Inaugural Speech, Part II

When President Obama delivered his first inaugural address four years ago, he was speaking to a nation mired in two wars and facing the worst financial crisis since the Great Depression. Yesterday, his second inaugural address focused less on economic issues and foreign policy, and more on social issues, ranging from gay rights to global warming to gun control.

He made clear his intention to help the middle class, including strong resistance to cutting entitlement programs – Medicare, Medicaid and Social Security. As an article in The Washington Post noted, “He embraced more clearly than he has in the past a liberal view of government activism” – which includes protecting policies and programs that “have reflected essential Democratic priorities for generations of voters.”

Obama’s tone suggested more partisanship and less willingness to compromise with Republicans during what will likely be a hard-fought effort to pass his agenda before leaving the presidency for good in four years.

Obama’s address has inspired a variety of reactions, depending on individual perspectives. For example, “as an economist focused on policy,” says Olivia Mitchell, Wharton professor of business economics and public policy, “I thought this was a key section: ‘We recognize that no matter how responsibly we live our lives, any one of us, at any time, may face a job loss, or a sudden illness, or a home swept away in a terrible storm. The commitments we make to each other – through Medicare, Medicaid and Social Security – these things do not sap our initiative; they strengthen us.’”

This statement, notes Mitchell, “emphasized only the benefits of social protection. But the President never acknowledged many programs’ negative influences on a variety of important economic outcomes. For instance, research has confirmed that the Medicaid program discourages most people from taking steps to save and insure against long-term care expenses. The structure of the Social Security program discourages private saving, and the program’s impending insolvency threatens retirement security for millions. The Disability Insurance program has made deep inroads into the nation’s labor market. Higher tax rates discourage people from working and encourage early retirement. In sum, I would have liked to have seen the President indicate his awareness of these counterbalancing factors.”

Wharton professor of health care management Mark V. Pauly says he was “a little disappointed in the treatment of health care and the Medicare and Medicaid programs. The President seems to want to defend them not only as programs that will provide benefits to those who need help, but to protect them from privatization of any sort.”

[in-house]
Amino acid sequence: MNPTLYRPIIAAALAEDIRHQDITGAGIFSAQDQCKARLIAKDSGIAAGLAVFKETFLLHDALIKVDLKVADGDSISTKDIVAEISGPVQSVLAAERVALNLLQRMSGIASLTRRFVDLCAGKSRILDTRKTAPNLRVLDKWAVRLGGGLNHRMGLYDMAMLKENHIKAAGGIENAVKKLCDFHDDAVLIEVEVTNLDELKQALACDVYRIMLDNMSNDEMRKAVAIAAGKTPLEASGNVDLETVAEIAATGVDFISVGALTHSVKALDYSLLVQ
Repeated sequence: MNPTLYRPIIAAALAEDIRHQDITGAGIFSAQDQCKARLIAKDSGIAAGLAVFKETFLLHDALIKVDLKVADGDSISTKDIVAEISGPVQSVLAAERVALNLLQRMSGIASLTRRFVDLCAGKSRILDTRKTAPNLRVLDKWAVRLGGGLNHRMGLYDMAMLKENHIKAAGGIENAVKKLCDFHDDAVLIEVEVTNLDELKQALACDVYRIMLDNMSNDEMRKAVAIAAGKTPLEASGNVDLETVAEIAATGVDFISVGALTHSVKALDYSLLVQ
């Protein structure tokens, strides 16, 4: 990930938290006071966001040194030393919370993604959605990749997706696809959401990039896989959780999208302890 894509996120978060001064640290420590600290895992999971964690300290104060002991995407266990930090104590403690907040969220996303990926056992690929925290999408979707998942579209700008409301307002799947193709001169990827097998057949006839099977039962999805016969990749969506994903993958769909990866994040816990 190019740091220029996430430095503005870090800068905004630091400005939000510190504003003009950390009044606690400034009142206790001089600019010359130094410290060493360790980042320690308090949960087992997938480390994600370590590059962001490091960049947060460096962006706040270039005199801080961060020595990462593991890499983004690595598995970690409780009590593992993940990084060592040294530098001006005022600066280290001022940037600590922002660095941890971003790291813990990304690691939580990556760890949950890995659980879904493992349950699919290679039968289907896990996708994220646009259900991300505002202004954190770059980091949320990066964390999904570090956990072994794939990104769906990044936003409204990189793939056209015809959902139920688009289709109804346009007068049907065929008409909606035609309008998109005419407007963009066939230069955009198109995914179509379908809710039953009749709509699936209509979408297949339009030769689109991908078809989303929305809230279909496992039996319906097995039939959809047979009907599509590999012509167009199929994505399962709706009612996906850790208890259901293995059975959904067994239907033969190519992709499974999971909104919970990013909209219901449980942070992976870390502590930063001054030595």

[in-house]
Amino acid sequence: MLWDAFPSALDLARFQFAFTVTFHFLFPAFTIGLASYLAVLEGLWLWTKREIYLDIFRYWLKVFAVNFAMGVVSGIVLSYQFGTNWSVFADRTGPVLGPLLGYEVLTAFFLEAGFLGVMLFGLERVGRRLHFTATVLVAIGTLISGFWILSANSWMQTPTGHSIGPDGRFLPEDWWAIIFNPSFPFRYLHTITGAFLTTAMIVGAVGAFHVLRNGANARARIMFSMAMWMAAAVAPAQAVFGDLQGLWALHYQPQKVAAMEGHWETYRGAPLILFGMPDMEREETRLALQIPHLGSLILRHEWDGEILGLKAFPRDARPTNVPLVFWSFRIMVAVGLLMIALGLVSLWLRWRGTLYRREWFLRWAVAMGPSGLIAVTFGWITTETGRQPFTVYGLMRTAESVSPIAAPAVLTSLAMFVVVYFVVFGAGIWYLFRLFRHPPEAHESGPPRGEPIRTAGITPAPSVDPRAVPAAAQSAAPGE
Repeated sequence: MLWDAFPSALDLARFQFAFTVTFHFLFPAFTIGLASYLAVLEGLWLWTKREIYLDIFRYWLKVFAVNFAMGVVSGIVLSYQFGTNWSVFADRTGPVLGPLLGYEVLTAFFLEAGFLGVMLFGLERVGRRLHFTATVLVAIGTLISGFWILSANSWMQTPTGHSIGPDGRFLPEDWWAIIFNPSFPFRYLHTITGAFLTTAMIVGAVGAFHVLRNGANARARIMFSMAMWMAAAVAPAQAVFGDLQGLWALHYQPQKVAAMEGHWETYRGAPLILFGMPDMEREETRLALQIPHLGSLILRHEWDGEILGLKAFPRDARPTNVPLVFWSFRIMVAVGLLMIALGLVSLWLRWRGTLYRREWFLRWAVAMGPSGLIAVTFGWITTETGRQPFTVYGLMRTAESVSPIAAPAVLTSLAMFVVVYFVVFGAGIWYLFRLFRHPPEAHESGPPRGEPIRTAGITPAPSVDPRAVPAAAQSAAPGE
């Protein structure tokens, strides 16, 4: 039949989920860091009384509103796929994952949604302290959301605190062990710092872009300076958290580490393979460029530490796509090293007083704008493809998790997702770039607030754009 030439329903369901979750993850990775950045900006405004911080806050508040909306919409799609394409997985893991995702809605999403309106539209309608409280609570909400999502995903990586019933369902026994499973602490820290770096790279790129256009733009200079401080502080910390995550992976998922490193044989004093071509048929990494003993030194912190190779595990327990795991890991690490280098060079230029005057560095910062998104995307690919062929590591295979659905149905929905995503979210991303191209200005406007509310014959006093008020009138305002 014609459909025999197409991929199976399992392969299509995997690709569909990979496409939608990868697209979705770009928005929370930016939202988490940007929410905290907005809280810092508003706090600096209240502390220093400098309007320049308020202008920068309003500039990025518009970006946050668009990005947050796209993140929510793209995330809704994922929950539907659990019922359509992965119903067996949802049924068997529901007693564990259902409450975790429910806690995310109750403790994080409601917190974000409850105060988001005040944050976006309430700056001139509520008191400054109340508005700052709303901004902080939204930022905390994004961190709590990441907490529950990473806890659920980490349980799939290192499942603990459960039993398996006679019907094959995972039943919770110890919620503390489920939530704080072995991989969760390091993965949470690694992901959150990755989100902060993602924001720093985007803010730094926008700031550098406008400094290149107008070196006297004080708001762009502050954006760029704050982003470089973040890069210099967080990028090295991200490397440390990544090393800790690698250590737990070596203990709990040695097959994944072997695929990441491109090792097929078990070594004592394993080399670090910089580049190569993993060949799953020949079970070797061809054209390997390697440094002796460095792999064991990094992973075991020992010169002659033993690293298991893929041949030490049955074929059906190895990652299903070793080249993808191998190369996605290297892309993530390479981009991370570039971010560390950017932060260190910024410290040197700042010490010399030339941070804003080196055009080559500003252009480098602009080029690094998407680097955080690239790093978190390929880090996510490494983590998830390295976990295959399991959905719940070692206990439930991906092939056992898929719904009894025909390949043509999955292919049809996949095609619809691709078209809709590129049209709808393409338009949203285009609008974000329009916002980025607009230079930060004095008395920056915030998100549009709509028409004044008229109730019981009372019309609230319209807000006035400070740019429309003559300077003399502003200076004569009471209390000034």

While that is a legitimate viewpoint, Pauly adds, “it seems more limiting than need be, though obviously congenial to the liberal base. [Obama] did imply he was going to control Medicare cost without recourse to any of the alternatives favored by his opponents. I don’t know how that can be done. We can hope and pray for lower rates of spending growth, but we still search for mechanisms that can bring it about without doing more harm than good.” At this point, Pauly adds, “I do not know of any magic in the pipeline of either party.”

Obama also emphasized the importance of all citizens participating in efforts to support his second-term agenda. Along those lines, he has endorsed the establishment of a nonprofit group called Organizing for Action, which will focus on reform in such areas as immigration and gun control.

One of the most oft-cited sections of Obama’s inaugural address was his comments on equal rights for women, African Americans and the LBGT community. “We, the people, declare today that the most evident of truths – that all of us are created equal – is the star that guides us still, just as it guided our forebears through Seneca Falls and Selma and Stonewall…. It is now our generation’s task to carry on what those pioneers began. For our journey is not complete until our wives, our mothers and daughters can earn a living equal to their efforts … until our gay brothers and sisters are treated like anyone else under the law – for if we are truly created equal, then surely the love we commit to one another must be equal as well. Our journey is not complete until no citizen is forced to wait for hours to exercise the right to vote….”

In comments directed to a large majority of Americans, Obama also noted that “our country cannot succeed when a shrinking few do very well and a growing many barely make it…. We are true to our creed when a little girl born into the bleakest poverty knows that she has the same chance to succeed as anybody else, because she is an American, she is free and she is equal, not just in the eyes of God, but also in our own.”

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